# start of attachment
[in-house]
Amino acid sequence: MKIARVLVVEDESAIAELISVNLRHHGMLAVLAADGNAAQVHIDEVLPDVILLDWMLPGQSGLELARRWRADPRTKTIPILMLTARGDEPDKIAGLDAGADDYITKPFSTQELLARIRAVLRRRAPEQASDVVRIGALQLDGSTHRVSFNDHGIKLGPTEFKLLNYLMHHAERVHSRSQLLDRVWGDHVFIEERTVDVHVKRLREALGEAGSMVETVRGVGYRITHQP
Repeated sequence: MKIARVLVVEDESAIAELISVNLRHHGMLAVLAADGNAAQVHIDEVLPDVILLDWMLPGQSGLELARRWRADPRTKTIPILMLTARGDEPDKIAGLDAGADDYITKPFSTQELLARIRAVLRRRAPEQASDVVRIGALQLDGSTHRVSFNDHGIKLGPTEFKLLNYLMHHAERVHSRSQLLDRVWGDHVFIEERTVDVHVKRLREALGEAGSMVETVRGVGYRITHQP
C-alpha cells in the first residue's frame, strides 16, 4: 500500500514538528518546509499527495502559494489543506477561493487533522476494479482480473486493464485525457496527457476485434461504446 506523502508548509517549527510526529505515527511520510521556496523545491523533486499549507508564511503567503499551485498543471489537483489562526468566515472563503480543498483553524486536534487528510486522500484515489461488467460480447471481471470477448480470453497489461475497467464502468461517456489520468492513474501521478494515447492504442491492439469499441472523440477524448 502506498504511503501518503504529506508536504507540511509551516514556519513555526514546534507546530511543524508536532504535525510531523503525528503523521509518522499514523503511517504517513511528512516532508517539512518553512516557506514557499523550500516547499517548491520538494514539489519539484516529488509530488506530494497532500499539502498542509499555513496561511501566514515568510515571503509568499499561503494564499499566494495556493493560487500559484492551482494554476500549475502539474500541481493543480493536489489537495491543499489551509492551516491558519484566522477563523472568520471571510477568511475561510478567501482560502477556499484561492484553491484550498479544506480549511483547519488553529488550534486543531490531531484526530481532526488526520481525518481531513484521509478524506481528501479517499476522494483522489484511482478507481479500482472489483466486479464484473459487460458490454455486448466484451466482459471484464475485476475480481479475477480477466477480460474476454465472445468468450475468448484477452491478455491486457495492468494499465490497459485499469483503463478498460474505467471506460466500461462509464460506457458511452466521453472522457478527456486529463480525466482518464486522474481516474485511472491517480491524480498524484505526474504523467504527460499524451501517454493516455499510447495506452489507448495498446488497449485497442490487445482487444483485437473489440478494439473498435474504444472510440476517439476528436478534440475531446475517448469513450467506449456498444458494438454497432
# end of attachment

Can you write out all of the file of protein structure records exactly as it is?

[in-house]
Amino acid sequence: MKIARVLVVEDESAIAELISVNLRHHGMLAVLAADGNAAQVHIDEVLPDVILLDWMLPGQSGLELARRWRADPRTKTIPILMLTARGDEPDKIAGLDAGADDYITKPFSTQELLARIRAVLRRRAPEQASDVVRIGALQLDGSTHRVSFNDHGIKLGPTEFKLLNYLMHHAERVHSRSQLLDRVWGDHVFIEERTVDVHVKRLREALGEAGSMVETVRGVGYRITHQP
Repeated sequence: MKIARVLVVEDESAIAELISVNLRHHGMLAVLAADGNAAQVHIDEVLPDVILLDWMLPGQSGLELARRWRADPRTKTIPILMLTARGDEPDKIAGLDAGADDYITKPFSTQELLARIRAVLRRRAPEQASDVVRIGALQLDGSTHRVSFNDHGIKLGPTEFKLLNYLMHHAERVHSRSQLLDRVWGDHVFIEERTVDVHVKRLREALGEAGSMVETVRGVGYRITHQP
C-alpha cells in the first residue's frame, strides 16, 4: 500500500514538528518546509499527495502559494489543506477561493487533522476494479482480473486493464485525457496527457476485434461504446 506523502508548509517549527510526529505515527511520510521556496523545491523533486499549507508564511503567503499551485498543471489537483489562526468566515472563503480543498483553524486536534487528510486522500484515489461488467460480447471481471470477448480470453497489461475497467464502468461517456489520468492513474501521478494515447492504442491492439469499441472523440477524448 502506498504511503501518503504529506508536504507540511509551516514556519513555526514546534507546530511543524508536532504535525510531523503525528503523521509518522499514523503511517504517513511528512516532508517539512518553512516557506514557499523550500516547499517548491520538494514539489519539484516529488509530488506530494497532500499539502498542509499555513496561511501566514515568510515571503509568499499561503494564499499566494495556493493560487500559484492551482494554476500549475502539474500541481493543480493536489489537495491543499489551509492551516491558519484566522477563523472568520471571510477568511475561510478567501482560502477556499484561492484553491484550498479544506480549511483547519488553529488550534486543531490531531484526530481532526488526520481525518481531513484521509478524506481528501479517499476522494483522489484511482478507481479500482472489483466486479464484473459487460458490454455486448466484451466482459471484464475485476475480481479475477480477466477480460474476454465472445468468450475468448484477452491478455491486457495492468494499465490497459485499469483503463478498460474505467471506460466500461462509464460506457458511452466521453472522457478527456486529463480525466482518464486522474481516474485511472491517480491524480498524484505526474504523467504527460499524451501517454493516455499510447495506452489507448495498446488497449485497442490487445482487444483485437473489440478494439473498435474504444472510440476517439476528436478534440475531446475517448469513450467506449456498444458494438454497432